State opposes certificate of innocence for man cleared of 2002 murder

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The Cook County State’s Attorney is opposing a certificate of innocence for a man who spent nearly 16 years in prison, even though the office voluntarily dropped the murder charges against him a year ago.

Eric Blackmon has long maintained he was hosting a Fourth of July barbecue at the time of the 2002 murder for which he was convicted. After a federal court vacated his conviction and ordered him released from prison, the State’s Attorney agreed to drop the charges last January.

But Assistant State’s Attorney Derek Kuhn made clear that the State doesn’t find Blackmon’s alibi witnesses to be credible and does not believe he is innocent. Blackmon’s convictions “were set aside for reasons that were collateral to the question of guilt,” Kuhn wrote in a motion opposing the certificate of innocence.

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The certificate would allow Blackmon to have his record expunged and make him eligible to receive approximately $10,000 per year of incarceration.

Blackmon was charged in September 2002 after two eyewitnesses named Frencshun Reece and Lisa McDowell identified him as as one of two shooters in the murder of Tony Cox on July 4 of the same year. These eyewitness accounts from strangers at the scene were crucial in his eventual conviction.

At a hearing on the innocence certificate Tuesday, Blackmon’s lawyers called Geoffrey Loftus, an expert in human perception and memory, to question the validity of these eyewitness accounts. Loftus testified at the hearing that a number of factors could have made it more difficult for the witnesses to remember the shooters’ appearances, including the stress of the situation and the fact that neither of them knew him. He further explained that police lineups may have affected the witnesses’ memory of the shooting.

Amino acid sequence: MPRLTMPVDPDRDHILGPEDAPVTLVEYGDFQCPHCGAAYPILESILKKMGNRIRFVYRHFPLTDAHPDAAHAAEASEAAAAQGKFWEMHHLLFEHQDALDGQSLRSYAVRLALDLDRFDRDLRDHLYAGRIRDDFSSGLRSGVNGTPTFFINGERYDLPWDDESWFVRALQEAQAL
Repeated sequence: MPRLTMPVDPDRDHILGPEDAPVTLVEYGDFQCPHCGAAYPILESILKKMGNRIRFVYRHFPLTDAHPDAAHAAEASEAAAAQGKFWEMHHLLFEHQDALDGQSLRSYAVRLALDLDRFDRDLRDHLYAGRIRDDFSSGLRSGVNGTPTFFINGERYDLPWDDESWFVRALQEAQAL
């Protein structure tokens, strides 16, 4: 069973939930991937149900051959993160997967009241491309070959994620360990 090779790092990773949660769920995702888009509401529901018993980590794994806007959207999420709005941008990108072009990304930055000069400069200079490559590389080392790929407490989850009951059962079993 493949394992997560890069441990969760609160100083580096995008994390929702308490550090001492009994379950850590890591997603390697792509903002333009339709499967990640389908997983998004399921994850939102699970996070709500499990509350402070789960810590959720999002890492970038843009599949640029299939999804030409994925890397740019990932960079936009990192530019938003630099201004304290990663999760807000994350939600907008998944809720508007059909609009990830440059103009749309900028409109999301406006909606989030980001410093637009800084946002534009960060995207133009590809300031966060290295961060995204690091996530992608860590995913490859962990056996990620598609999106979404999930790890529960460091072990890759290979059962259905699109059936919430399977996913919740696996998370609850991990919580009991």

Reece has since recanted her testimony, but the State plans to call McDowell to testify again. Cook County Circuit Judge LeRoy K. Martin, Jr., reluctantly delayed a decision on the innocence petition until at least February, so McDowell and a state expert can testify.

“I really don’t want to put the case off that long,” Martin said Tuesday, before agreeing to a late January status hearing.

Blackmon, who is now a paralegal at the MacArthur Justice Center, testified Tuesday that he was at the barbecue from 2 p.m. until at least 10 p.m. that night, and that the alibi witnesses he collected during his time in prison corroborate his story. He also recalled that his car would not start when he went to leave because he had been playing music through the speakers all day and drained the battery.

During cross-examination, Kuhn questioned Blackmon in detail about his time at the barbecue, focusing in particular on when people arrived and left. Blackmon, who is currently studying at Northeastern Illinois University and hopes to become a lawyer, appeared confident and directly pushed back on the framing of Kuhn’s line of questioning on one occasion.

The state’s attorney’s office declined to comment to Injustice Watch because the case is pending.

The hearing came less than a month after decorated wrongful conviction attorney Karen Daniel, one of the lead lawyers on Blackmon’s case, was struck by a car and killed while walking her dog. Ronald Safer, another one of Blackmon’s lawyers, said that she was “the moving force behind getting a certificate of innocence for Eric.”

Safer seemed uncertain about why the state’s attorney’s office chose to oppose Blackmon’s request, but, in a phone call prior to the hearing, insisted that Kimberly Foxx’s administration was “light years ahead of any other we have had in Cook County for decades.”